Market Regulation

A “regulated market” or “organized market” as defined by Directive 2004/39/EC means the multilateral system managed or operated by a market operator and which brings together or facilitates the bringing together of multiple third-party buying or/and selling interests in financial instruments – in the system and in accordance with its non-discretionary rules – in a way that results in a contract, in respect of the financial instruments admitted to trading under its rules or/and systems, and which is authorised by member state and functions regularly in accordance with the provisions of respective legislation of member states that are enacted in compliance with Directive 2004/39/EC.

In a regulated market, a government body exerts a level of control, providing in this way obvious protection for consumers. Effective surveillance is required to ensure that firms adhere to regulatory standards and rules. Information and surveillance are crucial components for effective international regulation.

Federal and state governments have a myriad of agencies in place that regulate and oversee financial markets and companies. These agencies each have a specific range of duties and responsibilities that enable them to act independently of each other while they work to accomplish similar objectives.

For instance, the European Securities and Markets Authority (ESMA) has as mission to enhance the protection of investors and reinforce stable and well functioning financial markets in the European Union. As an independent institution ESMA achieves this mission by building a single rule book for EU financial markets and ensuring its consistent application and supervision across the EU.
Moreover, The European Banking Authority (EBA) an independent EU Authority works to ensure effective and consistent prudential regulation and supervision across the European banking sector. Its overall objectives are to maintain financial stability in the EU and to safeguard the integrity, efficiency and orderly functioning of the banking sector.

In the US, the Federal Reserve Board (FRB) is one of the most recognized of all the regulatory bodies. As such, the “Fed” often gets blamed for economic downfalls or heralded for stimulating the economy. It is responsible for influencing money, liquidity and overall credit conditions. Its main tool for implementing monetary policy is its open market operations, which control the purchase and sale of U.S. Treasury securities and federal agency securities. Purchases and sales can change the quantity of reserves or influence the federal funds rate – the interest rate at which depository institutions lend balances to other depository institutions overnight. The board also supervises and regulates the banking system to provide overall stability to the financial system. The Federal Open Market Committee (FOMC) determines the actions of the Fed.

Furthermore, the International Organization of Securities Commissions (IOSCO), established in 1983, is the acknowledged international body that brings together the world’s securities regulators and is recognized as the global standard setter for the securities sector. IOSCO develops, implements, and promotes adherence to internationally recognized standards for securities regulation, and is working intensively with the G20 and the Financial Stability Board (FSB) on the global regulatory reform agenda.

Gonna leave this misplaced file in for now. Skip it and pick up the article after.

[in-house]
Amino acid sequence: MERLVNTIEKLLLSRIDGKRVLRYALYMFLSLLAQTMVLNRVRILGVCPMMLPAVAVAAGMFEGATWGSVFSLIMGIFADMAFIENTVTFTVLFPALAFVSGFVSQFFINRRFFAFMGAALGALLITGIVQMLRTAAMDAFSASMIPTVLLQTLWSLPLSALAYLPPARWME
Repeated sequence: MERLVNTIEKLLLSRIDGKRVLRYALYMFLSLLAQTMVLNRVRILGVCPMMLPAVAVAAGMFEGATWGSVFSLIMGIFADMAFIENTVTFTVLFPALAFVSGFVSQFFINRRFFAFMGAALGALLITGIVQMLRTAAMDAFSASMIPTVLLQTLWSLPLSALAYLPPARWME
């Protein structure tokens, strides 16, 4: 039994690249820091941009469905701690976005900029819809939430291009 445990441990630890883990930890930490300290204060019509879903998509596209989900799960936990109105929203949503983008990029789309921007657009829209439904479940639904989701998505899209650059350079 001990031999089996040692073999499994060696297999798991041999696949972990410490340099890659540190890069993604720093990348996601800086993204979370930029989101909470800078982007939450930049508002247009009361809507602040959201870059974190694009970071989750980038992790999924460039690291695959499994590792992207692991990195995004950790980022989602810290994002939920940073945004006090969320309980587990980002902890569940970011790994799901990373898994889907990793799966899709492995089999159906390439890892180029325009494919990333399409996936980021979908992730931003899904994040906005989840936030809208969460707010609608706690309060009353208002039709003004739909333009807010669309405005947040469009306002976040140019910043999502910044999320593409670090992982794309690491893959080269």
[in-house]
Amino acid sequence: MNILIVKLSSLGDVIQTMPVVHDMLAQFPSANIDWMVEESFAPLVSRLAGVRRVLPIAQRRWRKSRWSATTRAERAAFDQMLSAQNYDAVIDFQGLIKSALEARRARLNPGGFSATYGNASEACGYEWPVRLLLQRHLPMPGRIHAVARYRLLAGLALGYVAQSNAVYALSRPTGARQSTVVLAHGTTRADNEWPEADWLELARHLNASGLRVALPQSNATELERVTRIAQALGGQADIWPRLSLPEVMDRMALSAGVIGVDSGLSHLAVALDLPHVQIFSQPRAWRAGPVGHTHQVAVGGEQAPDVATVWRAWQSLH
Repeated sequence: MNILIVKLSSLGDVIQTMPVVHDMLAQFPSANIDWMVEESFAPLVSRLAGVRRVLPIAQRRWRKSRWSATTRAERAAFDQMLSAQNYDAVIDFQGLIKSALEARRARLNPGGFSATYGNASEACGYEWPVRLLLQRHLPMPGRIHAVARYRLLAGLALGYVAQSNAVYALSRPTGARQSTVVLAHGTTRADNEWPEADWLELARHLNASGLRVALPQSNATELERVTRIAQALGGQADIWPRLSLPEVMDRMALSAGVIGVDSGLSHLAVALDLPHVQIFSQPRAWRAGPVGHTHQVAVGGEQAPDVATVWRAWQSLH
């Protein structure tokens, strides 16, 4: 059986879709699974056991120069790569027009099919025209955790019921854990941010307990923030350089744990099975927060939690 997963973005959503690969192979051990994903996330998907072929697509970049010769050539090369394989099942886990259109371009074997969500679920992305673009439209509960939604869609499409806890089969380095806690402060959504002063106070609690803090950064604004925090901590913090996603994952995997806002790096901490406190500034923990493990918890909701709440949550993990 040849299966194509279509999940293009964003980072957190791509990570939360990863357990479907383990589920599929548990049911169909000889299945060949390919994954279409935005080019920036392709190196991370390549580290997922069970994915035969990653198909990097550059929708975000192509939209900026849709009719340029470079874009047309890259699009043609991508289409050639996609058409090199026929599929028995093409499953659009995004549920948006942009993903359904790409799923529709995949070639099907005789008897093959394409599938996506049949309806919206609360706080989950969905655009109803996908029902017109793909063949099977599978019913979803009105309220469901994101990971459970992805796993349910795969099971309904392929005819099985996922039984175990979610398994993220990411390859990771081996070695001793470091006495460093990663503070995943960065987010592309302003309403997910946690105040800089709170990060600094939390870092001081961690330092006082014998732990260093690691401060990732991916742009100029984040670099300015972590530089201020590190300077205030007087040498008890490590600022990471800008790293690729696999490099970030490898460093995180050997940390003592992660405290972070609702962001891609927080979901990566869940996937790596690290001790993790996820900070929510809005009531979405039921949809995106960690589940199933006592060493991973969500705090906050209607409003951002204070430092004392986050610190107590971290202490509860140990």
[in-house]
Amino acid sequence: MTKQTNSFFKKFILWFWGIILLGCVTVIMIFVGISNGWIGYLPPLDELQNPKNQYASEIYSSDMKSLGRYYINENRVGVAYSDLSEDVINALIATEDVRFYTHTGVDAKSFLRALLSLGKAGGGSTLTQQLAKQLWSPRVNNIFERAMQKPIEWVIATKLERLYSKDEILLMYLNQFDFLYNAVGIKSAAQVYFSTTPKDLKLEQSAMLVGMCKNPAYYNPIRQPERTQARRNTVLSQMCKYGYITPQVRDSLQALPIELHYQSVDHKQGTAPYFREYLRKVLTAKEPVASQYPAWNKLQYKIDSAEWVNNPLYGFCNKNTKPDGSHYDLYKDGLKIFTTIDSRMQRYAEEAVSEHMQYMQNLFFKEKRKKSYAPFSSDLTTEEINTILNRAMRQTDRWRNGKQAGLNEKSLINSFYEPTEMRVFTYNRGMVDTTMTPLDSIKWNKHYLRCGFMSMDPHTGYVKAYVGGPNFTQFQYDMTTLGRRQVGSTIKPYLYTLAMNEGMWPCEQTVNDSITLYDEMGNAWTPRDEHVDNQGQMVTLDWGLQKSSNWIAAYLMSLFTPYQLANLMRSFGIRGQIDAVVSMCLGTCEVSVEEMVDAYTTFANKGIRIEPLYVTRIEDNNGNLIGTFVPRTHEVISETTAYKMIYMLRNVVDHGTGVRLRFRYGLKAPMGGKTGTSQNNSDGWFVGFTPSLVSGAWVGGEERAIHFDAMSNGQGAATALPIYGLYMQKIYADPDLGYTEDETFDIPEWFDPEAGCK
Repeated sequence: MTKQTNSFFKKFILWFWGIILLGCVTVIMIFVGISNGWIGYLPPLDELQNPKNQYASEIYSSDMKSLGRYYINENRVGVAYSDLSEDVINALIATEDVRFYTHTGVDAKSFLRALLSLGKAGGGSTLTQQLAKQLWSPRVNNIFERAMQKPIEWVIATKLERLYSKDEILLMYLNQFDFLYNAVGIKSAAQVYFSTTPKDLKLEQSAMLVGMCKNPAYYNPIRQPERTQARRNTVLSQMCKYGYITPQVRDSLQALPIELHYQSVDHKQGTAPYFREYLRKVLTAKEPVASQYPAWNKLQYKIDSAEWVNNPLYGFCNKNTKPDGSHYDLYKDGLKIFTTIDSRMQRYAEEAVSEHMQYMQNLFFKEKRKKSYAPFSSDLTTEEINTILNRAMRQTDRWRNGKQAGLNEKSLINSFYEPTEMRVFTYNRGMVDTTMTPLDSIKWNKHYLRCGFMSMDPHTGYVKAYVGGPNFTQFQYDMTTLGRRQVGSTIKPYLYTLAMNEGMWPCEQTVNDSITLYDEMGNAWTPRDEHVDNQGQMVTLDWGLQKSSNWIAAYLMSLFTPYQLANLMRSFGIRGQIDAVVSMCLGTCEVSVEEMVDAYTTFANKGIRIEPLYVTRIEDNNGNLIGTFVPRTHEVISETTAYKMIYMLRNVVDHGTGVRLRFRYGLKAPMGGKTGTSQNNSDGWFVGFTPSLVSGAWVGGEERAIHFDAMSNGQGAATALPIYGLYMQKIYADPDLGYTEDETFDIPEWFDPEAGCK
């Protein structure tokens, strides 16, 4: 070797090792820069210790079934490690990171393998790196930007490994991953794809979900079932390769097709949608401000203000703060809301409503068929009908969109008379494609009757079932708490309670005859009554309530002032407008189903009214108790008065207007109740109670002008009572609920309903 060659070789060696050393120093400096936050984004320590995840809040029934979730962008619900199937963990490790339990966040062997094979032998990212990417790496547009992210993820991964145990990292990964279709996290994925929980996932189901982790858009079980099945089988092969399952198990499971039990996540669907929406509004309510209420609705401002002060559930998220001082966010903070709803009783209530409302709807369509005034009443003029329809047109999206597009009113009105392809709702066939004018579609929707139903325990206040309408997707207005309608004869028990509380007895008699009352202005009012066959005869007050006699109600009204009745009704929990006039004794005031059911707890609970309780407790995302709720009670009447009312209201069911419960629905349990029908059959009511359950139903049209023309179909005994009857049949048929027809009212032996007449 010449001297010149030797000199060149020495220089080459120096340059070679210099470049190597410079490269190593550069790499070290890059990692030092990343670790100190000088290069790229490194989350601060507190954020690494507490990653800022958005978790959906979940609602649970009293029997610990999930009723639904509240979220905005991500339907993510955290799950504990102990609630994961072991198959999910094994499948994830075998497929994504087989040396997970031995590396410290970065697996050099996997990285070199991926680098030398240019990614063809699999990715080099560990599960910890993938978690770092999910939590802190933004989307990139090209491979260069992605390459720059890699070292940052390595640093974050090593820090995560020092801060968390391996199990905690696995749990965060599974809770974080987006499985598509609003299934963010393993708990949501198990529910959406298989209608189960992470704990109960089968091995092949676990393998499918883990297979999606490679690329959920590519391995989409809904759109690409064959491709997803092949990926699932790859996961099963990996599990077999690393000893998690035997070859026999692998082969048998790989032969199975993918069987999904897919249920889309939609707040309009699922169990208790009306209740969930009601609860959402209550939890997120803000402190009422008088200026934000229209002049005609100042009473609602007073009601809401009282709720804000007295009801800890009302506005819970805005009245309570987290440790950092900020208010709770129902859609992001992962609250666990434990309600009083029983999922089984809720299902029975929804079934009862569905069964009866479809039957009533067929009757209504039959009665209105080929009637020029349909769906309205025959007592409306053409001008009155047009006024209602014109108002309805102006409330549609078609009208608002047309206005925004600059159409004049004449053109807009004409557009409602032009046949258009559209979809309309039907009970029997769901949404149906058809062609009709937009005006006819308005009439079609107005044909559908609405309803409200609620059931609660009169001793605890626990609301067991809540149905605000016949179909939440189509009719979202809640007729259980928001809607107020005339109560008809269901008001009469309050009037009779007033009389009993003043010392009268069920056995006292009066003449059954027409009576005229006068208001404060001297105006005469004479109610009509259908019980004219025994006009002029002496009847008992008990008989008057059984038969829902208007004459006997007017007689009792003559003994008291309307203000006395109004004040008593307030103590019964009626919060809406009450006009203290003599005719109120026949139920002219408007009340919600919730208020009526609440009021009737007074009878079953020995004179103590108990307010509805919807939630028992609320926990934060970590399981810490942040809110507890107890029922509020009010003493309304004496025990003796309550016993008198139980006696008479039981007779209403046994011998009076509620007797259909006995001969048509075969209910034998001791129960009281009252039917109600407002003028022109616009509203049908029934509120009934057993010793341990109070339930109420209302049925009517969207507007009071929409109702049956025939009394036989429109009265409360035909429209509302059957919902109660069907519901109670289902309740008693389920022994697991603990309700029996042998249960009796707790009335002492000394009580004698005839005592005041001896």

Also, the mission of the Bank for International Settlements (BIS) is to serve central banks in their pursuit of monetary and financial stability, to foster international cooperation in those areas and to act as a bank for central banks. These measures aim to improve the banking sector’s ability to absorb shocks arising from financial and economic stress, whatever the source, improve risk management and governance and to strengthen banks’ transparency and disclosures.

However, each country has its own regulatory body which is responsible for the implementation of legislation and rules which ensure the legitimate business operation.
For instance in Cyprus, the Cyprus Securities and Exchange Commissions (CySec) is responsible for the supervision of the investment services market and transactions in transferable securities carried out in the Republic of Cyprus, whether in the UK, it is the FCA (Financial Conduct Authority) that regulates firms and financial advisers so that markets and financial systems remain sound, stable and resilient. They also encourage transparent pricing and help firms put the interests of their customers and the integrity of the market at the core of what they do.

Regarding the lawyers’ regulatory bodies some indicative associations are the Solicitors Regulation Authority for the UK, the Cyprus Bar Association and the American Bar Association for the US.
Accurate and relevant information to the public, investors, creditors, and regulators is the very foundation of an efficient market and effective regulatory system. The International Accounting Standards Board (IASB) and the International Organization of Securities Commissions (IOSCO) have made significant progress in reforming international accounting standards.
Some other audit regulators are for example, the Institute of Certified Public Accountants of Cyprus, the Association of Chartered Certified Accountants, the Institute of Internal Auditors and so on.

All of these agencies and associations seek to regulate and protect those who participate in the respective industries they govern. They impose requirements, restrictions and conditions, setting standards in relation to any activity, and securing compliance, or enforcement in the field of their interest.
Detailed list of the regulatory bodies can be found at the Regulators Zone.